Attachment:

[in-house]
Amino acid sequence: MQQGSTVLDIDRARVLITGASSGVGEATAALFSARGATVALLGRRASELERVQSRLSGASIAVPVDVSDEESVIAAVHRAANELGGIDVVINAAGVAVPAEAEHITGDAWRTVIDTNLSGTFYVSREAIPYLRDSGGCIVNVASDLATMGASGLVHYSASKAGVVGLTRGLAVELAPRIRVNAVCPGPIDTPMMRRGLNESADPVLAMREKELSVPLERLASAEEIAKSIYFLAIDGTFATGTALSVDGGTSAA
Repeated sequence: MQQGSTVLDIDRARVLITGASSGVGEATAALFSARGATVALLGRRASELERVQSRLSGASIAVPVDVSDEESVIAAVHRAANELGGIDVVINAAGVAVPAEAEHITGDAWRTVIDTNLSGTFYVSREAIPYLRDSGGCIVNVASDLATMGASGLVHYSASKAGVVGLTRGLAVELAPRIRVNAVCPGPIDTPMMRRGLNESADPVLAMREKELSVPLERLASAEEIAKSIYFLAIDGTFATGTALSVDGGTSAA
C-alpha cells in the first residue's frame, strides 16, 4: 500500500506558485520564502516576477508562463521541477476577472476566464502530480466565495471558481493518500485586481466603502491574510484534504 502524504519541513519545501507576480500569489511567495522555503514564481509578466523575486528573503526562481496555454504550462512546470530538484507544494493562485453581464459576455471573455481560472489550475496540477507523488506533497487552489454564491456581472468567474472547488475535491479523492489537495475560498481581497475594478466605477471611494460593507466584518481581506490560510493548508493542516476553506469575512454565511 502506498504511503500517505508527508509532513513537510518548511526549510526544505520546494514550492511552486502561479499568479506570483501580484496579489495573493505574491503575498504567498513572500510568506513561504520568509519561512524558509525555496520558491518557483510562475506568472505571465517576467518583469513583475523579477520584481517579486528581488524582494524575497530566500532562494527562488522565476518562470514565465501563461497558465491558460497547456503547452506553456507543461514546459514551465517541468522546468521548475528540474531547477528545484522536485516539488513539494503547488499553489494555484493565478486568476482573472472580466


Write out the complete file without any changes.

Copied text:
[in-house]
Amino acid sequence: MQQGSTVLDIDRARVLITGASSGVGEATAALFSARGATVALLGRRASELERVQSRLSGASIAVPVDVSDEESVIAAVHRAANELGGIDVVINAAGVAVPAEAEHITGDAWRTVIDTNLSGTFYVSREAIPYLRDSGGCIVNVASDLATMGASGLVHYSASKAGVVGLTRGLAVELAPRIRVNAVCPGPIDTPMMRRGLNESADPVLAMREKELSVPLERLASAEEIAKSIYFLAIDGTFATGTALSVDGGTSAA
Repeated sequence: MQQGSTVLDIDRARVLITGASSGVGEATAALFSARGATVALLGRRASELERVQSRLSGASIAVPVDVSDEESVIAAVHRAANELGGIDVVINAAGVAVPAEAEHITGDAWRTVIDTNLSGTFYVSREAIPYLRDSGGCIVNVASDLATMGASGLVHYSASKAGVVGLTRGLAVELAPRIRVNAVCPGPIDTPMMRRGLNESADPVLAMREKELSVPLERLASAEEIAKSIYFLAIDGTFATGTALSVDGGTSAA
C-alpha cells in the first residue's frame, strides 16, 4: 500500500506558485520564502516576477508562463521541477476577472476566464502530480466565495471558481493518500485586481466603502491574510484534504 502524504519541513519545501507576480500569489511567495522555503514564481509578466523575486528573503526562481496555454504550462512546470530538484507544494493562485453581464459576455471573455481560472489550475496540477507523488506533497487552489454564491456581472468567474472547488475535491479523492489537495475560498481581497475594478466605477471611494460593507466584518481581506490560510493548508493542516476553506469575512454565511 502506498504511503500517505508527508509532513513537510518548511526549510526544505520546494514550492511552486502561479499568479506570483501580484496579489495573493505574491503575498504567498513572500510568506513561504520568509519561512524558509525555496520558491518557483510562475506568472505571465517576467518583469513583475523579477520584481517579486528581488524582494524575497530566500532562494527562488522565476518562470514565465501563461497558465491558460497547456503547452506553456507543461514546459514551465517541468522546468521548475528540474531547477528545484522536485516539488513539494503547488499553489494555484493565478486568476482573472472580466